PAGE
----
5 of the biggest Knicks misses in NBA Draft history

David Vertsberger
·4 min read
Frederic Weis
Frederic Weis

Draft night is one of the most exciting dates on the NBA calendar for Knicks fans. The games have been played, the prospects vetted, and optimism is the prevailing sentiment with the franchise on the cusp of what could be its next savior. Unfortunately, New York still ends up losing sometimes, and the black cloud of “what could have been” hangs overhead when reflecting on the whiffed picks that could have been used on that player. 

Here are five of the biggest Knicks draft misses, ever:

Mike Sweetney, 2003, 1st round, 9th overall

In the storied history of Knicks draft woes, perhaps no miss stings quite as much as Sweetney. New York headed towards a prolonged period of losing save for the sporadic, underwhelming playoffs appearances of 2010-13. A strong pick here would have helped set them up for the next era. Instead Sweetney played just two seasons for the Knicks, lacking the height, athleticism and offensive ability to provide ninth-pick level production before being dealt as part of the trade that netted New York Eddy Curry.

In retrospect, the Knicks managed to deal Sweetney at his highest value, as he regressed on the Bulls and washed out of the league two seasons later. The kicker? As much of a crapshoot as late-lottery and late-first picks are, every other name drafted after Sweetney became a valuable role player at worst, stud at best. Jarvis Hayes, Mickaël Piétrus, Nick Collison, Luke Ridnour, David West, Sasha Pavlovic, Dahntay Jones, Boris Diaw, Travis Outlaw, Brian Cook, Carlos Delfino, Kendrick Perkins, Leandro Barbosa and Josh Howard would have all looked great in a Knicks jersey, and those are just the first-round names.

Frederic Weis, 1999, 1st round, 15th overall

Weis may be 1B to Sweetney’s 1A in bust territory, if only because whiffing on 15 isn’t as bad as nine, and the rest of the ‘99 Draft isn’t quite as stacked as ‘03. The French center does have the honor of never having played an NBA basketball game and is best known for being on the wrong end of the greatest dunk of all-time.

What stands out is the pick immediately after at 16: Ron Artest, now Metta World Peace, a New York native that played at St. John’s and went on to play 17 seasons in the league, racking up an All-Star appearance, Defensive Player of the Year award, four All-NBA Defensive Team selections and an NBA championship with the Lakers. Other names picked after Weis were James Posey, Jeff Foster, Devean George, Andrei Kirilenko, and among others, Manu Ginobili down at pick 57.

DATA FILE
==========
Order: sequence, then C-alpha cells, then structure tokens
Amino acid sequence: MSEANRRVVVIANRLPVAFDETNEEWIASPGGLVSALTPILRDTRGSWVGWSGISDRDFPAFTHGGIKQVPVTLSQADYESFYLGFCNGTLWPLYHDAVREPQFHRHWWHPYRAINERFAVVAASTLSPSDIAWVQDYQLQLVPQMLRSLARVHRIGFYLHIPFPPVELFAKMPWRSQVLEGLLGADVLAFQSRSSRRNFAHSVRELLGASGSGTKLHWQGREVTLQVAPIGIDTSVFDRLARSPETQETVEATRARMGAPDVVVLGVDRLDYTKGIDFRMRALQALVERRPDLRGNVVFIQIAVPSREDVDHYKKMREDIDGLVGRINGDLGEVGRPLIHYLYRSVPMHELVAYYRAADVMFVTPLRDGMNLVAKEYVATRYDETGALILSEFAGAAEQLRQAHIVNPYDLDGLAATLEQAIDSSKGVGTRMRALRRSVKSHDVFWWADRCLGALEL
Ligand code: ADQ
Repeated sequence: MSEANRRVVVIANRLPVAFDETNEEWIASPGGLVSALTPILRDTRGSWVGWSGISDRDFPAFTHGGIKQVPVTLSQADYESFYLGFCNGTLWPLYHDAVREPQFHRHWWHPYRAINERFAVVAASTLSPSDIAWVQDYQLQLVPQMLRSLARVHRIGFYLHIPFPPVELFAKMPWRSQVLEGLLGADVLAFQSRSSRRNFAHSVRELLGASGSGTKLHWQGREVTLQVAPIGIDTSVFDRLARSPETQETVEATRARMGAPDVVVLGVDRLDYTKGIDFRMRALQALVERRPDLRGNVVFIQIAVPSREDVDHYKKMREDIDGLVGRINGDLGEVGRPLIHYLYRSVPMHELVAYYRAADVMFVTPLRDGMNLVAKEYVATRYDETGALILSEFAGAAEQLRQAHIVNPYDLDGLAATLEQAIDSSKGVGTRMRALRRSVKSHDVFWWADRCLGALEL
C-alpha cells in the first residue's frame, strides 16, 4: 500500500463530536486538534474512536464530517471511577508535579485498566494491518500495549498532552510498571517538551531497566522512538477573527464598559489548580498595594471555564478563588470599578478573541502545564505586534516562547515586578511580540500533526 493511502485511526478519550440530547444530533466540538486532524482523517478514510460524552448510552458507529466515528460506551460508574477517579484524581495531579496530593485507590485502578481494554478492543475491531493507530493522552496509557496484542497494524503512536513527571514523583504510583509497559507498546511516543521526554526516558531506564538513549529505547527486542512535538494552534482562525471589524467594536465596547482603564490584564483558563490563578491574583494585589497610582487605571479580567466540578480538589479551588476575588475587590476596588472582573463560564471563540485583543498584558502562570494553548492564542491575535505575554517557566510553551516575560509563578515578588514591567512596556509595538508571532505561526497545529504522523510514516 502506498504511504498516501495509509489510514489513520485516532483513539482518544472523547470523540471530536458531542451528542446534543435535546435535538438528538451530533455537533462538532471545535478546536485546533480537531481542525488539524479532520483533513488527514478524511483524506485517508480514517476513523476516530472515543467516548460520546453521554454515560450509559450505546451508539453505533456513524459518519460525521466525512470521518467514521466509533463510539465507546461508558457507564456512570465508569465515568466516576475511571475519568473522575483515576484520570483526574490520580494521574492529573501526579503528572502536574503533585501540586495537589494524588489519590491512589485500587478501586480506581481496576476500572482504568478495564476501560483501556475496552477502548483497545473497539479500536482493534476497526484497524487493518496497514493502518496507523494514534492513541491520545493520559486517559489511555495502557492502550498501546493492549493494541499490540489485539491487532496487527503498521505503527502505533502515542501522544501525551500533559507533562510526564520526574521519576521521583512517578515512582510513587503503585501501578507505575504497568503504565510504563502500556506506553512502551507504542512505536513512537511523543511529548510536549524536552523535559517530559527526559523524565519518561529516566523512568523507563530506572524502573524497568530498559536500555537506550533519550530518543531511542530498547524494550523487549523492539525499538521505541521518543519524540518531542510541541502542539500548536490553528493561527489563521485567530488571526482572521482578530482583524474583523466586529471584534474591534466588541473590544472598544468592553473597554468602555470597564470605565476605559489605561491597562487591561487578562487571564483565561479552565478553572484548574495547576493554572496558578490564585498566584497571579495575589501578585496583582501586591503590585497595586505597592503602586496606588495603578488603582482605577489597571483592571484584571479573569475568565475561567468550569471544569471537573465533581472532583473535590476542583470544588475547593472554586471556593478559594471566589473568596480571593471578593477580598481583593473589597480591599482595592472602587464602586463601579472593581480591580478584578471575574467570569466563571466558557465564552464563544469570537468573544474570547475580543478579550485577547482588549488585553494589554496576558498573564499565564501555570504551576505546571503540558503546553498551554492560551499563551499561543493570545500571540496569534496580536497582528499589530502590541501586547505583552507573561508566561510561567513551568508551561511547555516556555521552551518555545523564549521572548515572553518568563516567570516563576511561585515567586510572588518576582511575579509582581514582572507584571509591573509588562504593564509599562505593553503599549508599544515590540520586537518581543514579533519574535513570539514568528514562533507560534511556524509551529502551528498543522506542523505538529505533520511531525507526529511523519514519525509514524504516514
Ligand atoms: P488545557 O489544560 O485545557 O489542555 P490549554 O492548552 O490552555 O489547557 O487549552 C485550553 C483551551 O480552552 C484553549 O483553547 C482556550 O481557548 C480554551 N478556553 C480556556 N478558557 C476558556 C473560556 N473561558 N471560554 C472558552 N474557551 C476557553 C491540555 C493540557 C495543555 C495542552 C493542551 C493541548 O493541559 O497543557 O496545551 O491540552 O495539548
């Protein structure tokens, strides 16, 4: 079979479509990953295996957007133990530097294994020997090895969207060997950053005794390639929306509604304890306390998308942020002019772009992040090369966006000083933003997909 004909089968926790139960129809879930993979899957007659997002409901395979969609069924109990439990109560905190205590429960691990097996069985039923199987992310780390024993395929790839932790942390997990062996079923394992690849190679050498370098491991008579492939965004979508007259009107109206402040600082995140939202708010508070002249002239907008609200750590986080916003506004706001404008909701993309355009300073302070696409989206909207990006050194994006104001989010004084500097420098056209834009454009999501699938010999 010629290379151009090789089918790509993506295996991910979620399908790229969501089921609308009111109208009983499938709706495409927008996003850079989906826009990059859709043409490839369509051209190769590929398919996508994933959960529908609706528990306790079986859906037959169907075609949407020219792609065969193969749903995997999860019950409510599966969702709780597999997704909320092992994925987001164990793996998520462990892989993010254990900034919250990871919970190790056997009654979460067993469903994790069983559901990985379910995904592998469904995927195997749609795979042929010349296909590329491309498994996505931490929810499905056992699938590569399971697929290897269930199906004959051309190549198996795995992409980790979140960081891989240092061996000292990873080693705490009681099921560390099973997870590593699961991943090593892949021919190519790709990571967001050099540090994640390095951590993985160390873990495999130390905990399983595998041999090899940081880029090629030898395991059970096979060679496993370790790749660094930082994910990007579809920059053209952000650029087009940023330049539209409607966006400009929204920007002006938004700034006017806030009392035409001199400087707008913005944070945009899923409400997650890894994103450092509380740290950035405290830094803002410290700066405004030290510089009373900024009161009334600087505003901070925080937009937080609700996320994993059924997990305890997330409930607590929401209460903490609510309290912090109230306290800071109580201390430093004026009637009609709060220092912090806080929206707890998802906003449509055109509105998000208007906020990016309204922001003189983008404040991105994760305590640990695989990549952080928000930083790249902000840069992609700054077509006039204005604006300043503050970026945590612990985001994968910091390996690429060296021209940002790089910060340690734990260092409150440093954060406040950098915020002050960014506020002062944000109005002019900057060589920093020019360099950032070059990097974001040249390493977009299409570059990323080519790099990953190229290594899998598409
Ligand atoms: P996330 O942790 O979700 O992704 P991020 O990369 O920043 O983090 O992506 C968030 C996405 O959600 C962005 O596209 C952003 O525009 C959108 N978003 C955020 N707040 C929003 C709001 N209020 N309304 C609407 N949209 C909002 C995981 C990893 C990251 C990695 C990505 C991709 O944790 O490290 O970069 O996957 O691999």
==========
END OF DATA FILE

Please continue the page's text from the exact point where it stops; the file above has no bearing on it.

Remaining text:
Renaldo Balkman, 2006, 1st round, 20th overall

Balkman could have been a Knicks fan favorite, so long as nobody remembered where he was picked and he wasn’t traded two years into his career. He had potential as a scrappy, athletic hustle guy, but his game never developed. After a salary dump trade to the Nuggets, Balkman enjoyed one last year of decent playing time before fizzling and heading overseas.

This pick got worse with time once the names selected behind him began progressing. These include Rajon Rondo, who just helped the Lakers capture a championship after winning one in Boston in 2008, and Kyle Lowry, who was Kawhi Leonard’s no. 2 for Toronto’s 2019 championship run, among others.

Jordan Hill, 2009, 1st round, 8th overall

The Arizona big man was really your run-of-the-mill bust, hanging around in the league for eight years with little to show for it, save for who went right before him: Stephen Curry. Obviously this was out of New York’s hands, but it makes the blown pick hurt a bit more. On the flip side, the Knicks tossed Hill in a trade to Houston for Tracy McGrady as part of an all-in cap clearing campaign in anticipation of the vaunted 2010 free agency class. So even if they had picked the right man, such as a DeMar DeRozan, Gerald Henderson, Jrue Holiday, Ty Lawson or Jeff Teague, there’s no telling whether that player would be wearing the blue-and-orange right now or on a list of the five biggest Knicks trade mistakes.

Jerrod Mustaf, 1990, 1st round, 17th overall

Mustaf avoids the top of this list thanks to New York’s success in the decade following his pick, thus no harm, no foul. He was flipped as part of the Xavier McDaniel acquisition, before his production went from disappointing to unplayable. Mustaf lasted just four seasons in the league, while Dee Brown, Jayson Williams, Anthony Bonner, Elden Campbell and Toni Kukoc went on to have memorable careers.